With the overwhelming endorsement of Barack Obama as the next president of the United States, the world’s number one economy now has a unique opportunity to become a leader in the fight against global warming while pursuing an energy revolution.
Of the many major challenges Obama will face upon being sworn in as president on 20 January 2009, two are very similar to those the European Union has already been grappling with for some time: an increasing dependence on insecure sources of foreign oil and fighting climate change.
In that regard at least, the European Wind Energy Association (EWEA) is pleased that the President-elect has already vowed to steer the United States in a totally different direction than the one George W. Bush has chosen for the past eight years.
Obama’s New Energy for America plan seeks to tackle climate change by implementing a cap and trade system to reduce carbon emissions to a scientifically agreed upon reduction target: 80% below 1990 levels by 2050. All pollution credits would be auctioned to ensure industries pay for every tonne of emissions released into the atmosphere.
Equally importantly, he has also promised the US will re-engage with the UN Framework Convention on Climate Change, which should encourage politicians and scientists around the world who are working on the successor to the Kyoto Protocol.
But there is more good news. The plan requires 10% of the nation’s electricity to come from wind power and other renewables by 2012 and 25% by 2025.
It says that an investment of $150 billion over 10 years in affordable, renewable sources of energy will lead to new green industries and five million new well-paying jobs.
Improvements to the electricity grid, aggressive energy efficiency goals, and more money for research are also key components of the plan, as are better fuel economy standards for motor vehicles.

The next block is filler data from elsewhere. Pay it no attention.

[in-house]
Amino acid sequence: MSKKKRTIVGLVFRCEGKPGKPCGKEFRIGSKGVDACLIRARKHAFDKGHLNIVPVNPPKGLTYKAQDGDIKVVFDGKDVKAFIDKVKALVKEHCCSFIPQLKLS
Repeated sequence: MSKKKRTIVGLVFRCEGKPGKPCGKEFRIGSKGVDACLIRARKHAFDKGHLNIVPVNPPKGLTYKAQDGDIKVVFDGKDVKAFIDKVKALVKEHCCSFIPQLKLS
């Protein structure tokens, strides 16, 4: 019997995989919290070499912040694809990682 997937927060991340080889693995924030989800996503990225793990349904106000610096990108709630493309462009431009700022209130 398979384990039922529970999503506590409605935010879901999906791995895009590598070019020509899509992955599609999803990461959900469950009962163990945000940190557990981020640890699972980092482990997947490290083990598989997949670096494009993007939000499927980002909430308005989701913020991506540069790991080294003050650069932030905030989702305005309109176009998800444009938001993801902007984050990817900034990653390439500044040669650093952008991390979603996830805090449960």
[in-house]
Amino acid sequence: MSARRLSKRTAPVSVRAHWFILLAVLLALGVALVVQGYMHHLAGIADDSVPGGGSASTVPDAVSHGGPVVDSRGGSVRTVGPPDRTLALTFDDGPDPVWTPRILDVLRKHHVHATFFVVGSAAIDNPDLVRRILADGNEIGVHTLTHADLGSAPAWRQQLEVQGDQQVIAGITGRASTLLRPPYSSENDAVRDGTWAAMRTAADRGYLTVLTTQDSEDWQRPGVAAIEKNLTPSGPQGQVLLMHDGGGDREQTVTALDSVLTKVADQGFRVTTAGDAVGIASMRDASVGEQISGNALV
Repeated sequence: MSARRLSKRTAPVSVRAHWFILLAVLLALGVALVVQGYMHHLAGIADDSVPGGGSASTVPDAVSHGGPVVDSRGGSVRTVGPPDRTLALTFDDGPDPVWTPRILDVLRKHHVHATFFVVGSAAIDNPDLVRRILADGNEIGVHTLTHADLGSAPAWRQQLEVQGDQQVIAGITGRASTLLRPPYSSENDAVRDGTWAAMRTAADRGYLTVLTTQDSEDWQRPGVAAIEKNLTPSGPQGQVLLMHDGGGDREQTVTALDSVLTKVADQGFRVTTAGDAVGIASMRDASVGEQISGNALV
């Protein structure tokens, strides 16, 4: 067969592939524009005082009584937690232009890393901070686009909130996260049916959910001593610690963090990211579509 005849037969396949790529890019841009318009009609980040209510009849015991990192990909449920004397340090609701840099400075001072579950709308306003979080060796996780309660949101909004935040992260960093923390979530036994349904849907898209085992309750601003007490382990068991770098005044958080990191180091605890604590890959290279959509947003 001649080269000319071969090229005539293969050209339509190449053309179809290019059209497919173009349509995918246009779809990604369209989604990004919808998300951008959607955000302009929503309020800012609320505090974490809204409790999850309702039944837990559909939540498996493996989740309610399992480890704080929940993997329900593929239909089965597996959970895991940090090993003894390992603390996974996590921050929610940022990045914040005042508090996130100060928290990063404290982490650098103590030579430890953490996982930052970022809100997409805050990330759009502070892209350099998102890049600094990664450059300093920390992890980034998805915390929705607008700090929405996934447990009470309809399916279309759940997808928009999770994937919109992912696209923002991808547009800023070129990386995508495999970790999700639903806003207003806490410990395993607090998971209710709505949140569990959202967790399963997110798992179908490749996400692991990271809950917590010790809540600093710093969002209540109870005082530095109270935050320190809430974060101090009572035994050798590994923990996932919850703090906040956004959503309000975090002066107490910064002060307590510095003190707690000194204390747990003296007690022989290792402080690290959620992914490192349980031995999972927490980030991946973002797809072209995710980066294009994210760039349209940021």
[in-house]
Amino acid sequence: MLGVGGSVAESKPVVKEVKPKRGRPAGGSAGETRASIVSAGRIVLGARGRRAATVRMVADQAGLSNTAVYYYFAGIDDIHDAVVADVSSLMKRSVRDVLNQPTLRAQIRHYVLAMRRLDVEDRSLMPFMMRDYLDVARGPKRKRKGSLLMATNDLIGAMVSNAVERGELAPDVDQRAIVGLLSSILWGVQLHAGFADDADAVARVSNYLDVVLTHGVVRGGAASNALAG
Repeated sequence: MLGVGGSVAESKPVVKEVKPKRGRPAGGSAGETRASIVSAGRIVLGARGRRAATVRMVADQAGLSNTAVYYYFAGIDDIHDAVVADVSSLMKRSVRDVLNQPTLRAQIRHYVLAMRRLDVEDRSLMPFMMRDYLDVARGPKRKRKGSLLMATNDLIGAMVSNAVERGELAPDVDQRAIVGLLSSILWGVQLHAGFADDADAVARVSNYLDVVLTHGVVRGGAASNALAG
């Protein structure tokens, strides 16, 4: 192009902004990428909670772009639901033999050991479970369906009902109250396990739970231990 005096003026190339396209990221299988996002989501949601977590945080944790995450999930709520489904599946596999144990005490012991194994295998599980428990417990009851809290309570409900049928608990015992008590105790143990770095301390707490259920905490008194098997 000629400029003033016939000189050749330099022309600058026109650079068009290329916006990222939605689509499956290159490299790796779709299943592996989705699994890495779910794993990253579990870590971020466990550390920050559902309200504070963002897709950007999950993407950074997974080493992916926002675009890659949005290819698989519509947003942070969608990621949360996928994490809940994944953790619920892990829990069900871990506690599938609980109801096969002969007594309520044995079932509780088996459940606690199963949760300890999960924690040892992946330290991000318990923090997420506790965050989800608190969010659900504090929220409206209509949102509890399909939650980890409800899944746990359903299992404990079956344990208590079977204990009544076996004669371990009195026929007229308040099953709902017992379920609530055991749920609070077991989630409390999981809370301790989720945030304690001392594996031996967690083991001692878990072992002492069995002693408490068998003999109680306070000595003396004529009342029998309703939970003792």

During the two-year-long race for the White House, Obama campaigned under the banner of being able to provide a transformative change which would, among other things, see a rejection of America’s recent unilateralist philosophy in favour of consensus and international cooperation.
A change in American energy and environmental ideology is long overdue. The US, which is the world’s second biggest national emitter of CO₂, has only about 5% of the global population but uses approximately 25% of the world’s energy.
Under his new mandate, made even more powerful since his party, the Democrats, will also control both the Senate and the Houses of Representatives, the 44th president will have the chance he asked for.
EWEA wishes Obama well and reminds him that joining Europe, a global leader in wind power technology, in the complex fight to de-carbonise while also providing a secure, affordable, local, sustainable supply of non-polluting energy will not only help the US, but the entire beleaguered planet.
Indeed, Obama’s election victory might accomplish one other unintentional yet important result. European leaders currently debating the EU-27’s proposed climate and energy package might be encouraged to continue with their intention of achieving agreement by December now they know there is a new ally in Washington.
05 November 2008